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derive
used in Frankenstein

3 uses
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Definition
to get something from something else

(If the context doesn't otherwise indicate where something came from, it is generally from reasoning—especially deductive reasoning.)
  • Yet he enjoys one comfort, the offspring of solitude and delirium; he believes that when in dreams he holds converse with his friends and derives from that communion consolation for his miseries or excitements to his vengeance, that they are not the creations of his fancy, but the beings themselves who visit him from the regions of a remote world.
    Chapter 24 (41% in)
derives = gets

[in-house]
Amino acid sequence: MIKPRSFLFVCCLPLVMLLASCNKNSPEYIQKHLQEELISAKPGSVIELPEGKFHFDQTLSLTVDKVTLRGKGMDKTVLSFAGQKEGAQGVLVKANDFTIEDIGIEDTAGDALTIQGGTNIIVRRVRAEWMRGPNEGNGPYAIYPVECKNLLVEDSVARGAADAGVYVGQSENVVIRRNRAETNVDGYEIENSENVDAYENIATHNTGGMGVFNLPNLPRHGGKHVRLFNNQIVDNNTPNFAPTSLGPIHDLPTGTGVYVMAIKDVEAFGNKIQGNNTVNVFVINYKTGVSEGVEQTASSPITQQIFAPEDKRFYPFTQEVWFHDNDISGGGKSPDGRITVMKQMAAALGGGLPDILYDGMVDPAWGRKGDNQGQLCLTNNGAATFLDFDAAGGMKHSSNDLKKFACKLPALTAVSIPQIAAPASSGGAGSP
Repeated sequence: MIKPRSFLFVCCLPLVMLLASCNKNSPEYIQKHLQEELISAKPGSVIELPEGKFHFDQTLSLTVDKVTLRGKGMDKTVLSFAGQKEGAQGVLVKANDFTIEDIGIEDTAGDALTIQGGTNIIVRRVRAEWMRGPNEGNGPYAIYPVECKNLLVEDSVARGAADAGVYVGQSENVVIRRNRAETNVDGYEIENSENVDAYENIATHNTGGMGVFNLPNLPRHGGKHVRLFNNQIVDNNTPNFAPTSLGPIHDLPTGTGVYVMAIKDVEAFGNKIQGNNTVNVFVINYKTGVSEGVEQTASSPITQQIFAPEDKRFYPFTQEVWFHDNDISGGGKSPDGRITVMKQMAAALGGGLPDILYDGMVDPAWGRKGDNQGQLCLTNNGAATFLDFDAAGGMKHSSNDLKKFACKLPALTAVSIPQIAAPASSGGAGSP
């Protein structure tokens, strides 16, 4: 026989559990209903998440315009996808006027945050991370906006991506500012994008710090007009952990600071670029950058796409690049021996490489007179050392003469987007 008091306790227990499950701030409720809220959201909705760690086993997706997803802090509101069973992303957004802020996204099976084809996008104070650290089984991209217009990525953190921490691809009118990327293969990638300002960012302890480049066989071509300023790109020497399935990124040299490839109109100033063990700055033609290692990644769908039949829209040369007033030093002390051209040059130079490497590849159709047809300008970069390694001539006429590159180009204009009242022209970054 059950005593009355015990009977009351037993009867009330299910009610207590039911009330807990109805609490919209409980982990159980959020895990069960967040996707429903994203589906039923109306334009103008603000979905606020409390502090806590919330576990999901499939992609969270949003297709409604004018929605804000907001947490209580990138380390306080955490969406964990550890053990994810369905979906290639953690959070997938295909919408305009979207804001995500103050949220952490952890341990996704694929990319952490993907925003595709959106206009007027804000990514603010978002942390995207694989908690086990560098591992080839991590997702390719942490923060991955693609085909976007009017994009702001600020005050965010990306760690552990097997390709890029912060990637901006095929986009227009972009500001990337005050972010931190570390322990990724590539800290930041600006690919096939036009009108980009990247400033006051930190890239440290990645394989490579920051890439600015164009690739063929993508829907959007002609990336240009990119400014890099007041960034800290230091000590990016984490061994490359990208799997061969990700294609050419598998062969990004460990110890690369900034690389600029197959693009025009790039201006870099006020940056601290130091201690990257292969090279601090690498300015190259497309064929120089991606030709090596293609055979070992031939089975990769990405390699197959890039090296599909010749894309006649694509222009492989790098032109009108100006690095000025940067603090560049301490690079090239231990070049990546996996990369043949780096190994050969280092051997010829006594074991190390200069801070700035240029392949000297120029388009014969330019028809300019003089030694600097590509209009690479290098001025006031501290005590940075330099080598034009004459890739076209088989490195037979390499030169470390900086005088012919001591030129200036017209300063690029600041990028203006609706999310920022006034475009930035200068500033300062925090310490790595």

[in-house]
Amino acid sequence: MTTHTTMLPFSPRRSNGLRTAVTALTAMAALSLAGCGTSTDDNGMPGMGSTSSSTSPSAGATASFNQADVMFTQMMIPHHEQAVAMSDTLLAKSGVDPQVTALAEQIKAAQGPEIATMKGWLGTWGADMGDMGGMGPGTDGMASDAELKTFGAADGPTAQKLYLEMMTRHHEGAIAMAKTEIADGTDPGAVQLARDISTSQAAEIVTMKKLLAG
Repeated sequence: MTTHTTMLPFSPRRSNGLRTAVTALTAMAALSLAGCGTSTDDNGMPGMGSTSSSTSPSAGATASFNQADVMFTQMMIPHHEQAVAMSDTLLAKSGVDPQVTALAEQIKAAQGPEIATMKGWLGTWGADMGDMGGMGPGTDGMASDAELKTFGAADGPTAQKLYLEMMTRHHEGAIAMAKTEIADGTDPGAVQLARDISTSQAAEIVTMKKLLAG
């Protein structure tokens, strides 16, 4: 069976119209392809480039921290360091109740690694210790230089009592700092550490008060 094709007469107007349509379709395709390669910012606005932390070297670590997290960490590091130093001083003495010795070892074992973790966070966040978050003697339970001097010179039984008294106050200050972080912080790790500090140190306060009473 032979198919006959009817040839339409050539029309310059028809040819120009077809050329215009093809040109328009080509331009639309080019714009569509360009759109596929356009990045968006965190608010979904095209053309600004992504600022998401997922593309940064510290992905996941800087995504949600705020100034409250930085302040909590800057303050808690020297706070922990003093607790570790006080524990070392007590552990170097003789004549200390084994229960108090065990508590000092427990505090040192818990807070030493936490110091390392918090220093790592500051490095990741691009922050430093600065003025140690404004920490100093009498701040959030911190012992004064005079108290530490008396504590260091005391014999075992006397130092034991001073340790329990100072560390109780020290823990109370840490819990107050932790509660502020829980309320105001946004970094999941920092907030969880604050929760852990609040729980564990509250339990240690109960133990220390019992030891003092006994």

• I accompanied the whale-fishers on several expeditions to the North Sea; I voluntarily endured cold, famine, thirst, and want of sleep; I often worked harder than the common sailors during the day and devoted my nights to the study of mathematics, the theory of medicine, and those branches of physical science from which a naval adventurer might derive the greatest practical advantage.
    Introductory Letters (15% in)
  • At that age I became acquainted with the celebrated poets of our own country; but it was only when it had ceased to be in my power to derive its most important benefits from such a conviction that I perceived the necessity of becoming acquainted with more languages than that of my native country.
    Introductory Letters (27% in)

There are no more uses of "derive" in Frankenstein.

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